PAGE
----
That made me give more serious thought to idea of toilet training my cat.  Admittedly, it does seem strange at first, but the more you think about it, the more sense it makes.

Fortunately, Green Little Cat has some very intelligent readers who are passionate about the environment.  Ewa wrote in to tell me that she has started the toilet training process with her cat, Netto.  It does take patience and a few months to make the transition.  She’s going to check in with us when Netto is fully toilet-trained.

In the mean time, here are some tips she offered based on her experience to date:

  • Buy a toilet training system! She chose Litter anti fungal Kwitter since it seemed like the best one on the market. It is more expensive than others, but since you don’t need to break it to make the hole larger it allows you to go back to an earlier step if you realize your cat was not ready to move forward. It also seems sturdier than other brands.
  • Use a separate toilet for your cat if possible. She has a small apartment with only one bathroom and sometimes it’s annoying when you wake up in the morning and have to start cleaning because the cat made a mess during the night. (Poo and pee on the Litter Kwitter and cat litter all over the floor…)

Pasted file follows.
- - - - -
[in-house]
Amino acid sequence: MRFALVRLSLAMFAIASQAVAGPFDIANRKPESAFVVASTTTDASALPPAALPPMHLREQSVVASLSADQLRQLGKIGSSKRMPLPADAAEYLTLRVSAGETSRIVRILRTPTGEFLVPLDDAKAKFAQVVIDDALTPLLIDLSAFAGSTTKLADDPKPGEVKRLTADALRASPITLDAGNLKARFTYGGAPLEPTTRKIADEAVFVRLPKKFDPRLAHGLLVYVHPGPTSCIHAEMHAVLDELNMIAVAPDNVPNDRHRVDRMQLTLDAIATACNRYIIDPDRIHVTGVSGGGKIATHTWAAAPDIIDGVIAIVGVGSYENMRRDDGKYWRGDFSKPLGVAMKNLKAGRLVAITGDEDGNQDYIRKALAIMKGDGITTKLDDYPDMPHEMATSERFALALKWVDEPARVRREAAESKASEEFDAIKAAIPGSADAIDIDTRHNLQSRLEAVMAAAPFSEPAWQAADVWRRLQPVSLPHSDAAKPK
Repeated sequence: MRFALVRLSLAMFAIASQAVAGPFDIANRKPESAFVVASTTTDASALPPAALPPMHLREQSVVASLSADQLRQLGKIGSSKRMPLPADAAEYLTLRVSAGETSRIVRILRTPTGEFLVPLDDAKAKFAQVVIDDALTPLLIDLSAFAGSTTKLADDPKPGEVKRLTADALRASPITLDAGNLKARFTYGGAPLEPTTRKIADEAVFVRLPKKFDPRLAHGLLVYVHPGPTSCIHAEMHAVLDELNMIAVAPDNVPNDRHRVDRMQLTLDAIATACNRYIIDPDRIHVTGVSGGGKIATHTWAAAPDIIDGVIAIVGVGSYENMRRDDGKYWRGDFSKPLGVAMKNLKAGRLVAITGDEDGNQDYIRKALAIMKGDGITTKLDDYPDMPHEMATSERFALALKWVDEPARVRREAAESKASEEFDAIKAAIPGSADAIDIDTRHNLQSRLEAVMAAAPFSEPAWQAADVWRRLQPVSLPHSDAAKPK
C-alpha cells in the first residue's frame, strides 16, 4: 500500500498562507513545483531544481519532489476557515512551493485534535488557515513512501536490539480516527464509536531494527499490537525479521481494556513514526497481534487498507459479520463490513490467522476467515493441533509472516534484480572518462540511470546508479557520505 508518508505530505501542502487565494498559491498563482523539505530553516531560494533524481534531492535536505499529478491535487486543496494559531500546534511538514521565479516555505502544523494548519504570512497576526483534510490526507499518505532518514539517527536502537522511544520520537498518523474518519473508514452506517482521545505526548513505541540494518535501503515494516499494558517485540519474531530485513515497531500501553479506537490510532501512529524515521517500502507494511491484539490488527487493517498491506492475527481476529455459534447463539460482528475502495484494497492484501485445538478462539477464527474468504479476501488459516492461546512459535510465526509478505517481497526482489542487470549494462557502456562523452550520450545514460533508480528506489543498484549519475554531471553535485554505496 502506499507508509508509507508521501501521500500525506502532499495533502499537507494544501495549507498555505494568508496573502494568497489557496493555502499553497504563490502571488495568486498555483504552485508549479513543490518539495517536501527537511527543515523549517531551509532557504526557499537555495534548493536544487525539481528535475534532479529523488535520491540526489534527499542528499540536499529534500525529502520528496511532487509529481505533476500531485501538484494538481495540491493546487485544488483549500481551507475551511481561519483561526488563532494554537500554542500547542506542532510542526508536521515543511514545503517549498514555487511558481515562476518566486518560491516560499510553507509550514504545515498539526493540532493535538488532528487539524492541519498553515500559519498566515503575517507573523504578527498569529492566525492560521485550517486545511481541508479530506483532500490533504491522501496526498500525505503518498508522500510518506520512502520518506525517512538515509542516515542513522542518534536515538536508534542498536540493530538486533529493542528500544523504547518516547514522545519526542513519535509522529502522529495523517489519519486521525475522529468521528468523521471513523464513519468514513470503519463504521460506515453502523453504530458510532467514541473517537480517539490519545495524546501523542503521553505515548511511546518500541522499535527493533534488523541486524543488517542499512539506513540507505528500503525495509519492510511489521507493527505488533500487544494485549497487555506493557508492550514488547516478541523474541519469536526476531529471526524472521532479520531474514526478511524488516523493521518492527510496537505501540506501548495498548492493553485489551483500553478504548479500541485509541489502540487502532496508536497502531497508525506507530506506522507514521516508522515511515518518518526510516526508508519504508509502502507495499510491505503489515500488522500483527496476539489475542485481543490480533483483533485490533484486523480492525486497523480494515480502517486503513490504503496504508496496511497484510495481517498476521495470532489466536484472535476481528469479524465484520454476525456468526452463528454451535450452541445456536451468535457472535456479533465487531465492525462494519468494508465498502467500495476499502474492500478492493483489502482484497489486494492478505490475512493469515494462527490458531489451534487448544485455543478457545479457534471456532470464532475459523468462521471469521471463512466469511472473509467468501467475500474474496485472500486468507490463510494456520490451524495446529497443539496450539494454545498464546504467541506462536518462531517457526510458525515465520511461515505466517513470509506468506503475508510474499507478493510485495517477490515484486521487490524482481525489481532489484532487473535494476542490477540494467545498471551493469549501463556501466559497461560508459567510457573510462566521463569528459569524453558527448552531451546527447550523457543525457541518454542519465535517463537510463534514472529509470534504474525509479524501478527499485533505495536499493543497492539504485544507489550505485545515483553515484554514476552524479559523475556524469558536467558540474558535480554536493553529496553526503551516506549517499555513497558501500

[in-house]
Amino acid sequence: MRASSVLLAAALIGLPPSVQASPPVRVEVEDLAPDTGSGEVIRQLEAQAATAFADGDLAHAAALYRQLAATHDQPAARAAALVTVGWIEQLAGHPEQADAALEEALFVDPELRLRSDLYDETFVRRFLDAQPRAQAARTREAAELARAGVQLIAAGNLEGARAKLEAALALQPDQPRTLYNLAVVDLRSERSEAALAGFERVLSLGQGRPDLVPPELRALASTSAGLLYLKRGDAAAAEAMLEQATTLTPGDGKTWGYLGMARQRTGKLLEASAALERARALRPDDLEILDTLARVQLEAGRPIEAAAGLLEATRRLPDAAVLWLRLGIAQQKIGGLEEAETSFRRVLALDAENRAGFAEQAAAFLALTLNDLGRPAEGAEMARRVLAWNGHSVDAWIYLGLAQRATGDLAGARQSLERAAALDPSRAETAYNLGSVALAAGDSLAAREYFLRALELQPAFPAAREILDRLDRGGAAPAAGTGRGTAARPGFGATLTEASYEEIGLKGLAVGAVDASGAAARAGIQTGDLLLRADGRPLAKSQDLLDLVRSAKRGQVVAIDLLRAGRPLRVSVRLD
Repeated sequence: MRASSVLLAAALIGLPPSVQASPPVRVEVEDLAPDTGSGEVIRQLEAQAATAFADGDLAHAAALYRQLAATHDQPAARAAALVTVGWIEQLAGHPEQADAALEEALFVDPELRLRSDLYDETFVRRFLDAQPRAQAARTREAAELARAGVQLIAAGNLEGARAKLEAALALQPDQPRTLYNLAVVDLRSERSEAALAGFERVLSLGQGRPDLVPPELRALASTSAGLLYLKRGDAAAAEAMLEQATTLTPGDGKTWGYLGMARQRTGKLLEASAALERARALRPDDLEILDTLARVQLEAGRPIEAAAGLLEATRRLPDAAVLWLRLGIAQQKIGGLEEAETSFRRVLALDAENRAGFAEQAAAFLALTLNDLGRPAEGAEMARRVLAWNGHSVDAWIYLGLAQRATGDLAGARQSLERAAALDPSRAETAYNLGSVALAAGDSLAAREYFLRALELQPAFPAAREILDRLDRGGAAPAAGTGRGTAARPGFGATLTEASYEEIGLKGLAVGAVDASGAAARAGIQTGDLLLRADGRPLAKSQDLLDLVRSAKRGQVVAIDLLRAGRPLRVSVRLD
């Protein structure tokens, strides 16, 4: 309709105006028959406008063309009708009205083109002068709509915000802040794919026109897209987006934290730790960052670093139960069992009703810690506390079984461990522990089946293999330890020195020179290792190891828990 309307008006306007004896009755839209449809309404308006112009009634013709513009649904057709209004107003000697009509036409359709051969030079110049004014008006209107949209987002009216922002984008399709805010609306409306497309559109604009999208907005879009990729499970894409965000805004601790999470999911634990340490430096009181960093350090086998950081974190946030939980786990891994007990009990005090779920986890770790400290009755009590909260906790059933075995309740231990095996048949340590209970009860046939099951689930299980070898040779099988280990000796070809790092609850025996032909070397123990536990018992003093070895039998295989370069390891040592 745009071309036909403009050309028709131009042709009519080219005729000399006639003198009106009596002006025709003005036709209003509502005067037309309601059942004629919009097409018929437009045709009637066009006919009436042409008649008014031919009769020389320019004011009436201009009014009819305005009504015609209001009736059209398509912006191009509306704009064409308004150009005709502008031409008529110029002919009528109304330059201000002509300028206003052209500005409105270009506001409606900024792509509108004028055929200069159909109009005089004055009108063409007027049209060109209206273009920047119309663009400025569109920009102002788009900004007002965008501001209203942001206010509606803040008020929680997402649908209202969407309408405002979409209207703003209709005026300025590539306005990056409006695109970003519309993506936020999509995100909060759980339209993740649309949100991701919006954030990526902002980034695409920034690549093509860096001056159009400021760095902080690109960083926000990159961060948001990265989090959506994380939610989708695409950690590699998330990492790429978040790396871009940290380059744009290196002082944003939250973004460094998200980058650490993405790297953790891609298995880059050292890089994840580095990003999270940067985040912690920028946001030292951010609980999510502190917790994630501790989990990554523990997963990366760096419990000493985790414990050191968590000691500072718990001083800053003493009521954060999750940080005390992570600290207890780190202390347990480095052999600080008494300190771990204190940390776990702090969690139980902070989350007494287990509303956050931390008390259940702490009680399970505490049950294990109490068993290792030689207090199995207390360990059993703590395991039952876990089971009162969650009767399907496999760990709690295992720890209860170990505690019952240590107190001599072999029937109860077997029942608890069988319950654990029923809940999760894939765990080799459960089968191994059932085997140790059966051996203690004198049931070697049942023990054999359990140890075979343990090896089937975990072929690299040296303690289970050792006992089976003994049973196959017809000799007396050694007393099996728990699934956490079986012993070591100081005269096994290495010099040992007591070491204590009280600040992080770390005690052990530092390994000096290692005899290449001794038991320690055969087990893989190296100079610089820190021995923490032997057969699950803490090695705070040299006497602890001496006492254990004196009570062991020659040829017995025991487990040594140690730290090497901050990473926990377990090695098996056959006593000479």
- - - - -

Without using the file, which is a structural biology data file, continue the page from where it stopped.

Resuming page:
• Take your time and make sure your cat is comfortable with every step forward. She tried to get her cat to “get used to it” by sticking by the changes even though the cat didn’t like it and that was not a good approach. Instead the cat started peeing in the bathroom sink (a problem Ewa now has to solve) and had a few “accidents” on the bed. To make the changes easier on her cat Ewa decided to buy the two extra trays from Litter Kwitter that give you 5 trays in total instead of only 3 and now the cat accepts the changes without a problem since they’re more subtle.
  • Use a litter that your cat is comfortable with that is also flushable. She’s using one made of pine shavings and it works really well. No smell, her cat likes it and it doesn’t muck up the toilet when the cat digs it into the toilet.
  • Have patience! She started toilet training Netto in March (!) and she has gone through a long process of different techniques etc. Ewa’s friends and her husband think she’s crazy since she is still confident it will work, but now they’re doing really well. You just have to be attentive to your cat and what he needs rather than trying to force him to do something. That will never work with a cat!

Thanks Ewa for sharing and being so honest about the experience!